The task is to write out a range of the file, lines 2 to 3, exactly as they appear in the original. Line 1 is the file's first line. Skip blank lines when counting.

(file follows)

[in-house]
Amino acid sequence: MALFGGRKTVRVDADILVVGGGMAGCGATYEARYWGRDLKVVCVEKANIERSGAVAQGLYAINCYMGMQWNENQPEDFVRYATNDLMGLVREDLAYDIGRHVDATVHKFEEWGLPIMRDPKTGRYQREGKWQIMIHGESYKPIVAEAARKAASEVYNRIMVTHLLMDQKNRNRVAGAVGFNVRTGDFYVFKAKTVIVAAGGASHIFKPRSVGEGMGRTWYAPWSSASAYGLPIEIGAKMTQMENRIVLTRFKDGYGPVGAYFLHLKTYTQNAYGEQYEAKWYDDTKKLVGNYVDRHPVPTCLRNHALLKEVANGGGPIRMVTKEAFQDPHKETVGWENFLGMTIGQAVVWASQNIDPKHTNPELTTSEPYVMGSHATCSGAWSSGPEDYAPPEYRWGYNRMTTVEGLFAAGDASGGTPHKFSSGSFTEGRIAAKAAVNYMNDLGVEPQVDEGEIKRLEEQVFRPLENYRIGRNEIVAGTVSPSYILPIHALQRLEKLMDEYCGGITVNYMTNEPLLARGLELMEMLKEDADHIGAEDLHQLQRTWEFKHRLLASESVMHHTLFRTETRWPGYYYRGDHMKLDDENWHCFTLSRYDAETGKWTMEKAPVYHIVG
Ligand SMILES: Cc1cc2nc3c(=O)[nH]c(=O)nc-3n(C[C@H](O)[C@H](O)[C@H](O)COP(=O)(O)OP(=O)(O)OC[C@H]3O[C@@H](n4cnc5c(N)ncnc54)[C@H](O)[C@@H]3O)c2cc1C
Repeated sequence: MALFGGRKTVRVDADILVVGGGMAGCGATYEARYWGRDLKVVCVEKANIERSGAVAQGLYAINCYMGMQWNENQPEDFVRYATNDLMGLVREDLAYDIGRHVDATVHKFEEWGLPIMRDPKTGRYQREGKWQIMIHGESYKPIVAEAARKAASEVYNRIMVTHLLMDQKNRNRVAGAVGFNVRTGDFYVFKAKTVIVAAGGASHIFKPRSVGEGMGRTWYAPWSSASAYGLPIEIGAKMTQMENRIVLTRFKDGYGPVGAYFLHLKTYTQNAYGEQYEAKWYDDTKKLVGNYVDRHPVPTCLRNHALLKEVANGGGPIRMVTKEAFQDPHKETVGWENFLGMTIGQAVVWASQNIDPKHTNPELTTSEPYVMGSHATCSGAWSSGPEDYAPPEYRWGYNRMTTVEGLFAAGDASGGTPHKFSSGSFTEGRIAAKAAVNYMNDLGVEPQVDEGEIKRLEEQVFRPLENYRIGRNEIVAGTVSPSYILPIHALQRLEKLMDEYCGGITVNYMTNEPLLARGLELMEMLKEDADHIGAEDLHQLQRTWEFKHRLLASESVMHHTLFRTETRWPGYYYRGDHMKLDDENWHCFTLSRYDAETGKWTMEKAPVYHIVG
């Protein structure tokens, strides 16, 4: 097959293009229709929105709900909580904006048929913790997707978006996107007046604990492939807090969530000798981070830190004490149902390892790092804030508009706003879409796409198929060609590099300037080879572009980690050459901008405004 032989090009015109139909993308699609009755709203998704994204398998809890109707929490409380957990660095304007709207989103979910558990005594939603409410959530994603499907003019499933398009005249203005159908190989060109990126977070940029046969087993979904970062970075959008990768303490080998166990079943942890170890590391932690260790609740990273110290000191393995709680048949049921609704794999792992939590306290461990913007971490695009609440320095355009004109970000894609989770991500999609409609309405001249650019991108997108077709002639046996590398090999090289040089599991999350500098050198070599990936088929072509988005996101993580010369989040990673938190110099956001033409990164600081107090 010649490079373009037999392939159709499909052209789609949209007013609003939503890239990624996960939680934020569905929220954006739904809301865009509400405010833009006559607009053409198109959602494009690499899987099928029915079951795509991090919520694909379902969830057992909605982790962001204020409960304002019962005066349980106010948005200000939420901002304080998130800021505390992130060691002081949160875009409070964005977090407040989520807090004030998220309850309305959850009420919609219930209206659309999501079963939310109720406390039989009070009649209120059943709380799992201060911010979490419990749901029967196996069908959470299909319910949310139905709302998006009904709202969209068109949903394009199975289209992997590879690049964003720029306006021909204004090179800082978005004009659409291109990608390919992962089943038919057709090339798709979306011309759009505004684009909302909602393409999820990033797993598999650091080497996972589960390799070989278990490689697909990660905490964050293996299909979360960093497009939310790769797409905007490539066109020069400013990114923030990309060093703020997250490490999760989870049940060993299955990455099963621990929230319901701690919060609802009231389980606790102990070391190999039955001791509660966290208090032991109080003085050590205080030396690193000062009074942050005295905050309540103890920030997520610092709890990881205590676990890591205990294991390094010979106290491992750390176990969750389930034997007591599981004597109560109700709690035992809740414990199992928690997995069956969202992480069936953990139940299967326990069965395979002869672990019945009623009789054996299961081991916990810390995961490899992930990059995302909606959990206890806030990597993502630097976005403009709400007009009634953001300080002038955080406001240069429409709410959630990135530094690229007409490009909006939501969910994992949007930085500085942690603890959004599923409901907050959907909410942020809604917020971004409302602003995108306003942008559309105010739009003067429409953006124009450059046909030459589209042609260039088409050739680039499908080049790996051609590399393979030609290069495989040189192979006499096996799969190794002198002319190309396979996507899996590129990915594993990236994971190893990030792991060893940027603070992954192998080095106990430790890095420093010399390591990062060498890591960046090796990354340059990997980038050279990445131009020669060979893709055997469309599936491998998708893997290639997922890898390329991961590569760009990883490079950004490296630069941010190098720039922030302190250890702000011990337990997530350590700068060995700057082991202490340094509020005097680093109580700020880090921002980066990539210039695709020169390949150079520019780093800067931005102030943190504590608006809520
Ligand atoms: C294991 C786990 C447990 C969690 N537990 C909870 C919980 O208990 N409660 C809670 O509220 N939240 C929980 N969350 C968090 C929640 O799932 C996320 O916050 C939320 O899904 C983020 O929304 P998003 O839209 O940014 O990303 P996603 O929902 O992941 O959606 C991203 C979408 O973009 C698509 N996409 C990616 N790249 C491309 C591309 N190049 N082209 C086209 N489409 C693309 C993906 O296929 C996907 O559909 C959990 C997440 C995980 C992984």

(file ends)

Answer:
Amino acid sequence: MALFGGRKTVRVDADILVVGGGMAGCGATYEARYWGRDLKVVCVEKANIERSGAVAQGLYAINCYMGMQWNENQPEDFVRYATNDLMGLVREDLAYDIGRHVDATVHKFEEWGLPIMRDPKTGRYQREGKWQIMIHGESYKPIVAEAARKAASEVYNRIMVTHLLMDQKNRNRVAGAVGFNVRTGDFYVFKAKTVIVAAGGASHIFKPRSVGEGMGRTWYAPWSSASAYGLPIEIGAKMTQMENRIVLTRFKDGYGPVGAYFLHLKTYTQNAYGEQYEAKWYDDTKKLVGNYVDRHPVPTCLRNHALLKEVANGGGPIRMVTKEAFQDPHKETVGWENFLGMTIGQAVVWASQNIDPKHTNPELTTSEPYVMGSHATCSGAWSSGPEDYAPPEYRWGYNRMTTVEGLFAAGDASGGTPHKFSSGSFTEGRIAAKAAVNYMNDLGVEPQVDEGEIKRLEEQVFRPLENYRIGRNEIVAGTVSPSYILPIHALQRLEKLMDEYCGGITVNYMTNEPLLARGLELMEMLKEDADHIGAEDLHQLQRTWEFKHRLLASESVMHHTLFRTETRWPGYYYRGDHMKLDDENWHCFTLSRYDAETGKWTMEKAPVYHIVG
Ligand SMILES: Cc1cc2nc3c(=O)[nH]c(=O)nc-3n(C[C@H](O)[C@H](O)[C@H](O)COP(=O)(O)OP(=O)(O)OC[C@H]3O[C@@H](n4cnc5c(N)ncnc54)[C@H](O)[C@@H]3O)c2cc1C